By Norm Clarke
VSiN Contributing Columnist
Brent Musburger is being remembered for many famous calls during his legendary broadcasting career. Missing from the narrative was the infamous call that changed his chosen path.
Musburger grew up around baseball. His father, Cec, founded the Little League organization in
Billings, Mont. Brent played against David McNally, a four-time 20-game winner with the Baltimore Orioles.
Musburger, three years older, wasn’t in McNally’s league. Not many were. But he wasn’t ready to walk away from the sport. Baseball was his calling, he thought.
He decided to become an umpire, a major league umpire. After graduating from Shattuck Military Academy in Faribault, Minn., in 1957, he headed off to umpiring school.
A year later, he was starting at the bottom in the Class D Midwest League.
He told me the story back in 1978 when he was a rising star at CBS, preparing for his second Super Bowl assignment as a pregame host. I was a Montana-raised AP sports writer based in Cincinnati.
I knew his father from my days as sports editor of the Billings Gazette, but had never met Brent.
It was Super Bowl week in New Orleans, and I was 800 miles away in Cincinnati, looking for a feature. Musburger returned my call.
I was aware of his switch from sports writer to broadcasting, but I wanted to know what was the turning point in his career.
“It was 1958, in Michigan City, Ind., in the Class D Midwest League,” said Musburger.
Juan Marichal, a super prospect in the San Francisco Giants farm system, was pitching and the game was tied at 1-1 in the eighth inning. "A batter hit a ball that bounced over the fence,” said Musburger. "But I lost it in the lights and called it a home run. I ended up kicking three guys out of the game. I led the league in ejections that year with 15. I needed a police escort to get off the field.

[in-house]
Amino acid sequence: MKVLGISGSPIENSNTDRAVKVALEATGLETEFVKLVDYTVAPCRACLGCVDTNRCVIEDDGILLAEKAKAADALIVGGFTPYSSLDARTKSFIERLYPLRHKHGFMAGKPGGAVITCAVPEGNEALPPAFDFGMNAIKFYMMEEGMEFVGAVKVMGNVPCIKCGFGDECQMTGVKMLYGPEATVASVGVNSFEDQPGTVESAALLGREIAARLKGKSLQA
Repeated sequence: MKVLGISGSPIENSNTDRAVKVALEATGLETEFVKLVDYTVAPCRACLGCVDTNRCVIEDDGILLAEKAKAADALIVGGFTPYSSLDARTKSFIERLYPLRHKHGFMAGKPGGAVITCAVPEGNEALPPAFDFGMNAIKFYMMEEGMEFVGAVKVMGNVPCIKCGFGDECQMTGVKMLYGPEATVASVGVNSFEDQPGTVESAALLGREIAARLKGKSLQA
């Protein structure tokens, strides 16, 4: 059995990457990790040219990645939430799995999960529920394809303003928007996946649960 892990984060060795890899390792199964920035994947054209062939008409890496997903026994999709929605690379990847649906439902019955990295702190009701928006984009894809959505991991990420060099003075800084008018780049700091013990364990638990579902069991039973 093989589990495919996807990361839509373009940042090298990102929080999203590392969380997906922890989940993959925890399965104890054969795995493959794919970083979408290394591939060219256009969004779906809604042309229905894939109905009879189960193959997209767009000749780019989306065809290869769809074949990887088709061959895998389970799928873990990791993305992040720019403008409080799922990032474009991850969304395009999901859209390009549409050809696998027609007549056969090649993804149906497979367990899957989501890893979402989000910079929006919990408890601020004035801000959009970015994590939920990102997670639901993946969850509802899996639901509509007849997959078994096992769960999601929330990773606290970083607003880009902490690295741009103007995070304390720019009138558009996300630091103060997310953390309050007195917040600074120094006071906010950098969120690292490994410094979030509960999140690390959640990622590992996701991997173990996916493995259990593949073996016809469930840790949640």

“It was that point in my young life that I decided to go into sports writing because I could use an eraser when I made a mistake,” he said.
At Shattuck, he had dabbled in sports broadcasting. But after a rough umpiring season he decided to pursue a journalism degree at Northwestern University.
He joined the now-defunct Chicago American, where his participation on sports-talk radio shows attracted the attention of a local broadcasting executive. Musburger soon landed at CBS-affiliate WBBM where he became a radio and TV sports anchor.
“I wanted to take the chance, figuring I could always come back (to writing),” he said.
“I had always felt the biggest weakness in radio was the absence of good reporting,” he added.
In the mid-1970s he moved to Los Angeles where he co-anchored KNXT’s evening newscast with Connie Chung from 1978 until 1980, when he became CBS’ lead sports voice.
The last call of his nearly 50 years in sportscasting came Tuesday night when he teamed up with Jay Bilas at Rupp Arena for ESPN’s broadcast of the Kentucky-Georgia game.
Last week he announced he’s moving to Las Vegas to assist his family in starting the Vegas Stats & Information Network based from a studio at the South Point Hotel Casino.
At the end of the game, a 90-81 overtime win by Kentucky, Musburger looked into the camera and said, “What a road we’ve traveled together.
“Thanks so much to you for sharing your time with me. What great memories we had over the last almost 50 years. But now it’s time for me to turn over the play-by-play to those fine young announcers growing up at ESPN.
“Make no mistake about it, I’m going to miss games like this. I’m going to miss working with all the great analysts that I’ve been with through the years, but maybe you’ll pay me a visit out of my new place in Las Vegas. Why not? We can share a cold one and maybe a win or two.
“Anyway, thank you so very much for all the appreciation and all the great moments we’ve shared together. God bless.”